Entanglements: 007 - Ayana Evans & Tsedaye Makonnen
Tsedaye Makonnen is a multidisciplinary artist who exhibits internationally. Her main focus is on the African Diaspora's response to forced migration. Primarily through sculpture and performance, her studio and research-based practice weaves together her identity as a daughter of Ethiopian immigrants and a Black American woman.
Ayana Evans is a NYC based artist who received her MFA in painting from Temple University and her BA in Visual Arts from Brown University. Her work attempts to pursue the origins of how her conscious body is perceived as it operates in artistic and social sphere. Her desires to examine the process of art-experiencing and its hierarchal notions of 'meaning' and 'value', particularly within a profoundly prejudicial way of seeing race, gender, sexuality and class.
This past summer the two spent four weeks together on Martha’s Vineyard during their Savage-Lewis Residency to create, collaborate and eat lots and lots of lobster. The synergetic nature of the residency coupled with their six year friendship made for a freeing experience that allowed the pair to be at the same place at the same time to make new work and discuss new ideas.
“Although we do not live in the same state my collaborator, Tsedaye Makonnen, and I have formed a true sisterhood with Black femme empowerment and abstract performance art as our link.” Evans shared in her residency application, “we work together often and we talk about our individual practices almost daily.”
Clip of phone call between Evans and Makonnen describing their experiences on Martha’s Vineyard during their residency to friend and fellow artist Marceline Mandeng.
“I am tired of fighting with curators. Fighting for pennies, or fighting for the smallest bit of respect."
- AYANA EVANS
“The first shoot at Reliable Grocery Store was impromptu performances that we filmed and/or photographed. And the second shoot was posed performative photos. The manager, Jenn who is the owners daughter invited us back to shoot at 8 am. The store opens at 9. So we had an hour that was just us and the workers. That was fun. She was really sweet offered to turn on extra lights for us and everything. I don’t think she told the workers we were coming, they looked surprised when we undressed but she let us open meat to use as a prop and everything! She was really great.”
Clip of phone conversation between Evans and Makonnen dissecting a comment they received on a photograph taken of the ladies, which they later decided not to include in the Art On the Vine exhibition.
This encounter re-affirmed their joint desire for their image and practice to be represented authentically through the camera lens. Evans and Makonnen almost exclusively created, shot, recorded, and directed the installation videos and photographs included in their exhibition.
“Florcy [Morriset] came to visit us for a day also and her images were very freeing. We could perform for the camera without worrying about running into place for a tripod and camera timer. When you only have seconds to get in place the images are different, it’s harder to capture an aggressive pose of candid movement. And both of us are rather aggressive performers! It felt great to have Tsedaye take my pictures!!! We could tell each other how to shift to make the pose better and it always just felt organic. Never forced. And I loved taking pictures of Tsedaye!! She's like a sister to me and I know her work well...I have watched her work change and shift over the past 5 years and like we said we have worked together over the years...so I knew what pose fit with the progression of the work and what didn't. It was like all of our past work and interactions were coming full circle for our projects for AOTV.”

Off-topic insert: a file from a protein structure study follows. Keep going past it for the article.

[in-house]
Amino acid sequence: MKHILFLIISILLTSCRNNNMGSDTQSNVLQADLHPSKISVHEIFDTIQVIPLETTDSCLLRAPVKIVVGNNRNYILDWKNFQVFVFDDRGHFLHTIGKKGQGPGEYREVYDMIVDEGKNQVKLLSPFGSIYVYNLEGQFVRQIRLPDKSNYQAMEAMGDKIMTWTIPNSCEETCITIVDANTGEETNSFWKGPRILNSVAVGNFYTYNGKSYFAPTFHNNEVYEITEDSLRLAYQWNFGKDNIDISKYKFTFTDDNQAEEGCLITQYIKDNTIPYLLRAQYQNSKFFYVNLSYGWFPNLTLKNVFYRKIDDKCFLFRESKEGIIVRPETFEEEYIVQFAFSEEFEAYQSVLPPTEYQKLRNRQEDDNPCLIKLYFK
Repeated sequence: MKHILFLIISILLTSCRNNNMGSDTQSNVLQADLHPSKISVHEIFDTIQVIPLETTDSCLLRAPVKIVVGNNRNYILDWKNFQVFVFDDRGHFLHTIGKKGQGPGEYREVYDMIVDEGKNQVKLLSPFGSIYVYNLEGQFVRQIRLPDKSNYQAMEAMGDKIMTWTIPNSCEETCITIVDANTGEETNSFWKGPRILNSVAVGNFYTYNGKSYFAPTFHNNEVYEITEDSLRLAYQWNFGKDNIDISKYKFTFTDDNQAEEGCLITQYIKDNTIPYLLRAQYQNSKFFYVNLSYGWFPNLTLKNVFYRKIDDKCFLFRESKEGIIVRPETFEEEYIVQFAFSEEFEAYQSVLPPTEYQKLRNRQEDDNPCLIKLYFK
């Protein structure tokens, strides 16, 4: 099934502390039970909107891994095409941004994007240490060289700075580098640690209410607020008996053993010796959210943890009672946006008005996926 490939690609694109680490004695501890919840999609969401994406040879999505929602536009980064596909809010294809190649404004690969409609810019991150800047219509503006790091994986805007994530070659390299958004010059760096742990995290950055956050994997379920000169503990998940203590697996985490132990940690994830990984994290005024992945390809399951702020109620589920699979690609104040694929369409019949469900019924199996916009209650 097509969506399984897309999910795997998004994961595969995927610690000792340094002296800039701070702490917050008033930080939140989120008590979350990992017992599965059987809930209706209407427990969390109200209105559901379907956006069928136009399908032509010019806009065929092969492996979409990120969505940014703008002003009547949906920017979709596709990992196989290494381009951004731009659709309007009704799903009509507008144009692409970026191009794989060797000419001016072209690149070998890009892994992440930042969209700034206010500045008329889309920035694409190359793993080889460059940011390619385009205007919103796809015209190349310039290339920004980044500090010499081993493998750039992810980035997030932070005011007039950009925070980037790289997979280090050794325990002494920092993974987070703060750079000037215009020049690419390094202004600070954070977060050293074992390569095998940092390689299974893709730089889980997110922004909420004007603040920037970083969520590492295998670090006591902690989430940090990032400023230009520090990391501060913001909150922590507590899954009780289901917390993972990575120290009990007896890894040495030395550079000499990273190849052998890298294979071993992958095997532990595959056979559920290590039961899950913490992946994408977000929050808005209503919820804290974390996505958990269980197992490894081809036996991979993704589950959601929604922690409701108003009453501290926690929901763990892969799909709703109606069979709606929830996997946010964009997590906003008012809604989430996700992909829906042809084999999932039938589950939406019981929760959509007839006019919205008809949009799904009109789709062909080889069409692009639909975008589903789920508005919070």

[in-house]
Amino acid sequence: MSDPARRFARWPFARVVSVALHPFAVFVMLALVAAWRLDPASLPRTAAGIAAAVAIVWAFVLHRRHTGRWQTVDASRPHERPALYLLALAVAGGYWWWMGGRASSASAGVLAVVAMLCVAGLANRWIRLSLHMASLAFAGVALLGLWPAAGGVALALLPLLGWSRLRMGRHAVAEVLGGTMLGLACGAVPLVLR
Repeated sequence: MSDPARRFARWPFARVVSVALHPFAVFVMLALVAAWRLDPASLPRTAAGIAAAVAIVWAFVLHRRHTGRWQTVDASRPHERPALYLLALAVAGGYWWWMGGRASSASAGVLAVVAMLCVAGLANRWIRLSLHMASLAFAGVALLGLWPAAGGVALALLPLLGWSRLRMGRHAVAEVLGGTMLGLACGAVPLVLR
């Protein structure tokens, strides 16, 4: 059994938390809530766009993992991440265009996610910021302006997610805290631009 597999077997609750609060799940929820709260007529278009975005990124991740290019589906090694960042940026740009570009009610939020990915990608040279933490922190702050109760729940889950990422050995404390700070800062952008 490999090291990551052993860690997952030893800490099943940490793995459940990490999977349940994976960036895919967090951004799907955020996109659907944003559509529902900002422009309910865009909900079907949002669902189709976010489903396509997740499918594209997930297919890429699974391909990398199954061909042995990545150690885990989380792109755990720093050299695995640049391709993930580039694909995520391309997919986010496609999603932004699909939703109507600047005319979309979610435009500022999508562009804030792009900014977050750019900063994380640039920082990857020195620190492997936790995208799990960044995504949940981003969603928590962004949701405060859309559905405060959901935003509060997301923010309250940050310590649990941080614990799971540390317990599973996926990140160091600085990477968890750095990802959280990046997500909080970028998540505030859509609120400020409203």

- AYANA EVANS
During their residency, Evans and Makonnen stayed at the historic Shearer Cottage, which was once the only lodging house available for African Americans on Martha’s Vineyard.
Clip of a phone conversation between Evans and Makonnen discussing the photographs they took of each other and make “post-production” decisions on which images will be exhibited.
“Ayana and I set up our Afro-print fabric that we both brought back from Ghana with us and sewed together during the Vineyard residency. We hung the fabric from the lifeguards chair and took some performative videos and then photoshoots. That’s when we realized how liberating it was to have Florcy [Morriset] behind the camera, which she volunteered to help us with, and we just did our thing while she took video and photo. At one point I think even a Polar Bear got behind the camera. This was a beautiful day, the Polar Bears got to wear my Ethiopian kaba (cape) and take royal/regal pics plus our group shots were fun too. It ended up being a memorable day that wasn’t planned, just good company.”
- TSEDAYE MAKONNEN
Snippet of Video Hangout with Wanda Raimundi Ortiz.
Throughout their residency Evans and Makonnen fostered meaningful relationships with women on and off the island including Wanda Raimundi Ortiz, Caroline Hunter, Lee Jackson Van Allen, Emily Thomas, Florcy Morriset, Renee Nolan, Jessica Stafford Davis, Marcelline Mandeng, Jen from Reliable Market in Oak Bluffs, the women who work at Our Market in Oak Bluffs, the Inkwell Polar Bears, Dominique Duroseau, Elizabeth Lamb, and Leili Huzaibah who have supported and celebrated their creative practice!
This Is What Black Women Do For Each Other
Ayana Evans, Tsedaye Makonnen and Florcy Morriset